What Plein Air is Not
It can be said, reasonably so, that the core characteristic, the primary feature, the essential genetic map of plein air painting is painting the outdoors outdoors. It has been said, and unreasonably so, that a painter may take a photo of an outdoor scene then retire to the comfort of his studio, NPR on the radio, little electric heater, and maybe a glass of wine, and from there he may paint from the photo and be allowed to call the result “plein air”.
Some of you hard experienced artists will, at this point, be screaming “No!”, while others will see the comfortable reasonableness of this very convenient notion. Why brave the weather? To those who have a screaming no in their head at the disturbing notion of painting plein air in the comfort of a studio or, for that matter, inside a convention hall on a stage under artificial light, the following is dedicated.
Even if we leave the window of our studio open wide on a stormy day we can not experience plein air painting while in the studio.
As clear-cut as this definition is, plein air painting is painting the outdoors outdoors, you experienced artists understand that the definition leaves out so many corollaries, connotations and complexities that we feel unduly rushed to offer a counter-argument. It would be an argument born of the reality of the artist rooted to a single spot outdoors for hours while wind, weather, wild animals, and tourists barrage our effort to paint what is before us. Even if we leave the window of our studio open wide on a stormy day we can not experience plein air painting while in the studio.
[bctt tweet=”Plein air is not about being comfortable.” username=”zentemple”]
Perhaps that is one of the corollaries, that plein air painting is an experience, and an experience dearly paid for in sweat and, sometimes, even blood and tears. Who has not finished a masterpiece, turned his back for a minute only to hear the crashing of the easel as the wind does what it blindly does when it sees a sail, or any kind of canvas? (Note to self: a canvas is a sail. Never turn your back.) On the other hand, sometimes the wind does you a favor. The experience of plein air is like any experience, it is something that happens that you can remember, think, and talk about…and use or benefit from the next time out.
Not everything is an experience, however. Take for example, your own death, something that some artists contemplate when painting. You cannot remember your own death, nor can you think about it, nor talk about it after the fact. (There are those who will argue with this, but for now bear with this argument.) Painting in the studio is an experience. Painting plein air is an experience. Both are experiences, and yet different, one from the other. Though it could be argued correctly that each plein air experience is unique and so is each studio experience and so what would be the difference if every experience is unique? Does this make studio painting the same as plein air painting? In many ways yes, except that in the studio, or the convention hall, you are indoors. Indoors. Not outdoors. But we’ve settled that part and now we are talking about the experience.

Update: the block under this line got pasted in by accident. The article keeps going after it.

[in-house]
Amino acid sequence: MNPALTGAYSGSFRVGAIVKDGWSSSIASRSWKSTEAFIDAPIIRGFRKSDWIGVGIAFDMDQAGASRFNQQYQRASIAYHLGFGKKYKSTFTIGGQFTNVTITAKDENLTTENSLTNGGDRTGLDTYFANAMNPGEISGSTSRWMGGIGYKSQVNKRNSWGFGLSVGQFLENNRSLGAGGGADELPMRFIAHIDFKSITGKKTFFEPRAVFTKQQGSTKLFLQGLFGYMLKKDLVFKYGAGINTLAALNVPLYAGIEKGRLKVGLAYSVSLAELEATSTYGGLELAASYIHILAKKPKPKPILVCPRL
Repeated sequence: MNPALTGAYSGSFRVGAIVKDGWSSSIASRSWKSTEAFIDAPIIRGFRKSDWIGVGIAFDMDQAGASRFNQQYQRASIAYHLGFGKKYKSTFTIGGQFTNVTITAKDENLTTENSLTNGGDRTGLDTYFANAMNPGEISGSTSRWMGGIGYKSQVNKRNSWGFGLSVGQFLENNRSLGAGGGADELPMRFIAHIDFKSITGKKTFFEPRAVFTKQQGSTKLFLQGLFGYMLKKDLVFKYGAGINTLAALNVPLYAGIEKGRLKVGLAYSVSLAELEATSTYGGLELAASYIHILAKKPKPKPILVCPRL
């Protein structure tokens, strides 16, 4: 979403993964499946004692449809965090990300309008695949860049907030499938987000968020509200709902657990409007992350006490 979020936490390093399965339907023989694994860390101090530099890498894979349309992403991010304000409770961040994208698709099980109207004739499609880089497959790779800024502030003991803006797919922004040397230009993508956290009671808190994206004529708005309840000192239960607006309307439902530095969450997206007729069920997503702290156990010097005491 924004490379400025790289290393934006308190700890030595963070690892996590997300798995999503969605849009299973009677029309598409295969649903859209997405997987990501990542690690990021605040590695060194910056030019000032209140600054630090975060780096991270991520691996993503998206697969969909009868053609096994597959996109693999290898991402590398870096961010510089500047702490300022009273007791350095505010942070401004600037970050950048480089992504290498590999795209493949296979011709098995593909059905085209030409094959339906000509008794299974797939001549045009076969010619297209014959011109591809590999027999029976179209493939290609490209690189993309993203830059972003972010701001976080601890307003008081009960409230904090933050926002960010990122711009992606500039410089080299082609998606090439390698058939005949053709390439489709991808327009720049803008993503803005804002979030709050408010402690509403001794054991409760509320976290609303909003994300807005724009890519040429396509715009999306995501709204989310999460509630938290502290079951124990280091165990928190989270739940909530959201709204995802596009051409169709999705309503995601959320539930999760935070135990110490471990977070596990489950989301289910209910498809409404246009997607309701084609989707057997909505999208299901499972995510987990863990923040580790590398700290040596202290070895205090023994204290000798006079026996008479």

Painting in the studio is an experience. Painting plein air is an experience. Both are experiences and one is not the other.
The studio is not the outdoors. Any plein air painter with any kind of experience knows that this is true beyond exception. Perhaps there is one exception: you have a very shabby and dangerous studio, a studio that has no windows, one that has holes in the roof right above your easel with a clear view of the sky, has no heating, no electricity, has animals and insects sneaking around, and, very importantly, has tourists saying things like “My mother used be a painter, too.” or, worse yet, “You look sooooo peaceful painting.” (a question which seems calculated to raise your hackles) or the classic “What are you painting?” (always asked when you are clearly painting a tree, in fact the only tree in sight), unless your studio is has all of these things then you can not claim plein air.
If, and only if, you have a studio where all of the above apply then you may be granted a special dispensation to be allowed to say that, indeed, the painting you finished in your studio is a plein air painting. Why? Because you deserve it.
Plein air is not for the faint of heart, that’s really why. Plein air is all bugs and sun and brushes dropping and interruption and the sun not staying put and the wind coming up and deer, foxes, birds, tired legs, sunburned arms, sweaty heads, and doubt. And that is just the base line. On top of that base line you have to focus the mind, make quick decisions, see clearly the composition, the colors, what to leave in, and what to take out. You have to judge your energy and pace yourself, visualize the end of the work before you, work tirelessly and know when to stop or know when to give up and try another day.
Plein air is not about being comfortable. If you want to be comfortable today and you don’t feel like anything but hot coffee, radio on, electric heater going, big canvas on an easel, no jacket needed, and a cushy chair to rest or even nap in, then stay where you are…the studio. It’s good to stay in the studio and it is alright to work from that photo of the scene with the single tree or the chili can, but be honest to yourself and to others. You are not painting plein air when you are in the studio. Plein air painters earn, say it again, earn the right to claim a painting as painted plein air.